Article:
The Importance of Reminders (And How to Make a Reminder Work)

The Importance of Reminders (And How to Make a Reminder Work)
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No matter how well you set up your todo list and calendar, you aren’t going to get things done unless you have a reliable way of reminding yourself to actually do them.

Anyone who’s spent an hour writing up the perfect grocery list only to realize at the store that they forgot to bring the list understands the importance of reminders.

Reminders of some sort or another are what turn a collection of paper goods or web services into what David Allen calls a “trusted system.”[1]

A lot of people resist getting better organized. No matter what kind of chaotic mess, their lives are on a day-to-day basis because they know themselves well enough to know that there’s after all that work they’ll probably forget to take their lists with them when it matters most.

Fortunately, there are ways to make sure we remember to check our lists — and to remember to do the things we need to do, whether they’re on a list or not.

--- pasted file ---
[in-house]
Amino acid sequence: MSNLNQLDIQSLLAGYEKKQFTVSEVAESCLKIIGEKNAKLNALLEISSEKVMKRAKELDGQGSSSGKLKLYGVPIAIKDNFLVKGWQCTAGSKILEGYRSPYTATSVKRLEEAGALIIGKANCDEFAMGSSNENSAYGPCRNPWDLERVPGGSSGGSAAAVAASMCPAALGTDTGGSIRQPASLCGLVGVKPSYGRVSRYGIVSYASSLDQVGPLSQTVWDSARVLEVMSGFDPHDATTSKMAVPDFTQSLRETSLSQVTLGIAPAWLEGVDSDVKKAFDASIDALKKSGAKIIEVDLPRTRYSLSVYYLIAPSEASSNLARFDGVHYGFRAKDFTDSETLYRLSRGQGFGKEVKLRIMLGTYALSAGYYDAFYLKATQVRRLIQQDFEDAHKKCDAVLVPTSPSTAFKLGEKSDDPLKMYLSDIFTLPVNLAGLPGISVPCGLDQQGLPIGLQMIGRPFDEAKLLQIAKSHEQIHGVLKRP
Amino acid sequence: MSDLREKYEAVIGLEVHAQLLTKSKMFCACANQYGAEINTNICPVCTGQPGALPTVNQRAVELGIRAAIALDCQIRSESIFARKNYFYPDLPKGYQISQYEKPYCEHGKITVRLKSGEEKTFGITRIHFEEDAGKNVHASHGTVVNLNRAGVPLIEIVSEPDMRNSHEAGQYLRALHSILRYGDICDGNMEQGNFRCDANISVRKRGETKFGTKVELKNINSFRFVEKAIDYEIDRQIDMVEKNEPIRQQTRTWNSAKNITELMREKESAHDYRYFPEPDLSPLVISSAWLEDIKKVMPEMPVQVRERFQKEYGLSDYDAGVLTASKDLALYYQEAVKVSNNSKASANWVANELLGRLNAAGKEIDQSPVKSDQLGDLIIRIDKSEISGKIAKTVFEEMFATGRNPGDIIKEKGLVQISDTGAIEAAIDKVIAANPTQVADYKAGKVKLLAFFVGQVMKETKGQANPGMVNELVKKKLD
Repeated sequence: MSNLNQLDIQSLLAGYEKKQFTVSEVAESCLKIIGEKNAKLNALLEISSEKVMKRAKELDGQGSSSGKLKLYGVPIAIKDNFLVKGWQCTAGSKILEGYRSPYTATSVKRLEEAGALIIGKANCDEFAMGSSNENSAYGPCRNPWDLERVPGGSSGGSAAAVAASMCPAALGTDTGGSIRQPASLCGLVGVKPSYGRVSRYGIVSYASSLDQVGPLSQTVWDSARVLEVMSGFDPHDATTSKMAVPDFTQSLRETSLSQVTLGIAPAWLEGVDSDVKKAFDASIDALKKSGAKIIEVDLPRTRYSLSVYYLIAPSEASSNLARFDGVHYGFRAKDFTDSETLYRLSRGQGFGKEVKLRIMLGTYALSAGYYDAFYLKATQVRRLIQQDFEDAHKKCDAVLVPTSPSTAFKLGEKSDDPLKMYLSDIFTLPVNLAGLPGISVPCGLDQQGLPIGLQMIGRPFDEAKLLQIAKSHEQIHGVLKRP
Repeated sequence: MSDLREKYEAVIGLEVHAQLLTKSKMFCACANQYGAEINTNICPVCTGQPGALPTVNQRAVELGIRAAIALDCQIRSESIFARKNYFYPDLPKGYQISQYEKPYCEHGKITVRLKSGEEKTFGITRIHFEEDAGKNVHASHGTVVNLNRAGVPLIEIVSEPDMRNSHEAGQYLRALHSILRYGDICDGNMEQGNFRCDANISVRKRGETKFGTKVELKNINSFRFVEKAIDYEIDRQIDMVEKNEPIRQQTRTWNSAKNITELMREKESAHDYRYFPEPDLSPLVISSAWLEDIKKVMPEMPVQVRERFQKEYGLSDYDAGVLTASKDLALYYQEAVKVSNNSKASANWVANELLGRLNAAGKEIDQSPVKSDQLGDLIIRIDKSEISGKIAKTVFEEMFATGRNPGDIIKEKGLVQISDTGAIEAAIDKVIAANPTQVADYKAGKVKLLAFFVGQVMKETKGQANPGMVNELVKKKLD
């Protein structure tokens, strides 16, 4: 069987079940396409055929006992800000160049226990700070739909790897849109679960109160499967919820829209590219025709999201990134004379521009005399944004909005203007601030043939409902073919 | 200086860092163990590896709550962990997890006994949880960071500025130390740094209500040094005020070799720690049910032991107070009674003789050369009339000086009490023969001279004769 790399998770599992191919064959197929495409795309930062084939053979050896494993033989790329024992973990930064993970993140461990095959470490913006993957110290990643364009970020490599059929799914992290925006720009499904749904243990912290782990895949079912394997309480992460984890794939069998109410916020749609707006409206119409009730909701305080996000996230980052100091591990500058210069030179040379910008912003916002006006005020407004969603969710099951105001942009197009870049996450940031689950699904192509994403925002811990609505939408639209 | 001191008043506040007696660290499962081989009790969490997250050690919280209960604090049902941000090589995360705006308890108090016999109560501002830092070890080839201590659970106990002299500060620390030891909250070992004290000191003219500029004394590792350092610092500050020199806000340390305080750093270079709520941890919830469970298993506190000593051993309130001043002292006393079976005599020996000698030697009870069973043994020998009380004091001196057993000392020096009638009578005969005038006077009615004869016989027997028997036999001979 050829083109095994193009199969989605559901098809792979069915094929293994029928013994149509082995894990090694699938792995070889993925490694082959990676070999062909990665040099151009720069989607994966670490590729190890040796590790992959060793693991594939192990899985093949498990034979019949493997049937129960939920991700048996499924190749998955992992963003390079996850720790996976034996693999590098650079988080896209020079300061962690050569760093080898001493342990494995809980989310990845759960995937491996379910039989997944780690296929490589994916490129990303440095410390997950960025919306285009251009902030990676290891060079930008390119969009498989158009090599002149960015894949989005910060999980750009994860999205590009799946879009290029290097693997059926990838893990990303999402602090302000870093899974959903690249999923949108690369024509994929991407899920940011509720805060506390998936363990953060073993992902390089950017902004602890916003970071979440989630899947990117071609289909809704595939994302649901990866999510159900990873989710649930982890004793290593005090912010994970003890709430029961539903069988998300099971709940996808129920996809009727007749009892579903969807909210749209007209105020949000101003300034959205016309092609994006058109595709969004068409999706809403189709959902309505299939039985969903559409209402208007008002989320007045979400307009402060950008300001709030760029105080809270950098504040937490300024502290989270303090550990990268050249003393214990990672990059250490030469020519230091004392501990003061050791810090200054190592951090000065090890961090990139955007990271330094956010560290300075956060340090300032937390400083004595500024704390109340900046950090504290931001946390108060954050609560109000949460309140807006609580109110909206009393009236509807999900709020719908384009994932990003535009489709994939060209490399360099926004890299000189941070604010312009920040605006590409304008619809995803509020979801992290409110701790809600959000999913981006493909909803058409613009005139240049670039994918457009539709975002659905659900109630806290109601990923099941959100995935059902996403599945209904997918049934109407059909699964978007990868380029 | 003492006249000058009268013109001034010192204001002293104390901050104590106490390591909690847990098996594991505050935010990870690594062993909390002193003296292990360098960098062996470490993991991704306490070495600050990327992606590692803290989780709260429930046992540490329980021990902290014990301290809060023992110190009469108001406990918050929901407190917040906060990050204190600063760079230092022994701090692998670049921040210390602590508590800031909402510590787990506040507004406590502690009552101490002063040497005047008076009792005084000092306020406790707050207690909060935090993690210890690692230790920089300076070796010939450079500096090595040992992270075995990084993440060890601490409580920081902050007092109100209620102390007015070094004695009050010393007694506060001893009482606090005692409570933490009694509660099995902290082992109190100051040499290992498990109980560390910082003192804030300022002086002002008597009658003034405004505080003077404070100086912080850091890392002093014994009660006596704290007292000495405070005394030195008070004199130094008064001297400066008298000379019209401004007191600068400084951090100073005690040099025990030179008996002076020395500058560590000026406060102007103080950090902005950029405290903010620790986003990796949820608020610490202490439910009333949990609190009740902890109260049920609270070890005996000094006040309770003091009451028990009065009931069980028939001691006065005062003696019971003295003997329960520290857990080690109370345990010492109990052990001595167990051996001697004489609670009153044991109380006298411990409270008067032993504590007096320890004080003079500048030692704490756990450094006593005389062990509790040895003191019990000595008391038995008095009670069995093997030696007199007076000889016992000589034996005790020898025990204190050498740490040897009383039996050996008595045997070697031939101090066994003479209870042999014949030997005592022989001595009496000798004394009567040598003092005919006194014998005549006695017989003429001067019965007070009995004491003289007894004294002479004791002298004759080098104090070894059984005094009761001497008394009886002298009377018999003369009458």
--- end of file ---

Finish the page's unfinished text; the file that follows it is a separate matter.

In most cases, we need a lot of pushing at first, for example by making a reminder, but eventually we build up enough momentum that doing what needs doing becomes a habit — not an exception.

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From Creating Reminders to Building Habits

A habit is any act we engage in automatically without thinking about it.

For example, when you brush your teeth, you don’t have to think about every single step from start to finish; once you stagger up to the sink, habit takes over (and, really, habit got you to the sink in the first place) and you find yourself putting toothpaste on your toothbrush, putting the toothbrush in your mouth (and never your ear!), spitting, rinsing, and so on without any conscious effort at all.

This is a good thing because if you’re anything like me, you’re not even capable of conscious thought when you’re brushing your teeth.

The good news is you already have a whole set of productivity habits you’ve built up over the course of your life. The bad news is, a lot of them aren’t very good habits.